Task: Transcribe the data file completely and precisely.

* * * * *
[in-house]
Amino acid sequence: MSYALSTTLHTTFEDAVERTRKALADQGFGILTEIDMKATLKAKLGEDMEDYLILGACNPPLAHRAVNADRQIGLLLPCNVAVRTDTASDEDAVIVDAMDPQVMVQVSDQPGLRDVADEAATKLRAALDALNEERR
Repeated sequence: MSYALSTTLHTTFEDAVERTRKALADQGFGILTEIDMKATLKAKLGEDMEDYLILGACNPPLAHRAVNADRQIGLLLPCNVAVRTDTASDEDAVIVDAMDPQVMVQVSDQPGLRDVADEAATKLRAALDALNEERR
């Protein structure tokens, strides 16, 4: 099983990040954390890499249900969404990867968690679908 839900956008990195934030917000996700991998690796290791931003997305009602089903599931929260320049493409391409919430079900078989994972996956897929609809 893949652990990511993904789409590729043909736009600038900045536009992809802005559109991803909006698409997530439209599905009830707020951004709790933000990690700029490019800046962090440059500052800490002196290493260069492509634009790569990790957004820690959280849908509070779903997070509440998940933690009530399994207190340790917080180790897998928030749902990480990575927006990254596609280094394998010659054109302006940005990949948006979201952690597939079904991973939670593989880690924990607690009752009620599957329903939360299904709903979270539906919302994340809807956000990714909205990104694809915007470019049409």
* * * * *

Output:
[in-house]
Amino acid sequence: MSYALSTTLHTTFEDAVERTRKALADQGFGILTEIDMKATLKAKLGEDMEDYLILGACNPPLAHRAVNADRQIGLLLPCNVAVRTDTASDEDAVIVDAMDPQVMVQVSDQPGLRDVADEAATKLRAALDALNEERR
Repeated sequence: MSYALSTTLHTTFEDAVERTRKALADQGFGILTEIDMKATLKAKLGEDMEDYLILGACNPPLAHRAVNADRQIGLLLPCNVAVRTDTASDEDAVIVDAMDPQVMVQVSDQPGLRDVADEAATKLRAALDALNEERR
């Protein structure tokens, strides 16, 4: 099983990040954390890499249900969404990867968690679908 839900956008990195934030917000996700991998690796290791931003997305009602089903599931929260320049493409391409919430079900078989994972996956897929609809 893949652990990511993904789409590729043909736009600038900045536009992809802005559109991803909006698409997530439209599905009830707020951004709790933000990690700029490019800046962090440059500052800490002196290493260069492509634009790569990790957004820690959280849908509070779903997070509440998940933690009530399994207190340790917080180790897998928030749902990480990575927006990254596609280094394998010659054109302006940005990949948006979201952690597939079904991973939670593989880690924990607690009752009620599957329903939360299904709903979270539906919302994340809807956000990714909205990104694809915007470019049409």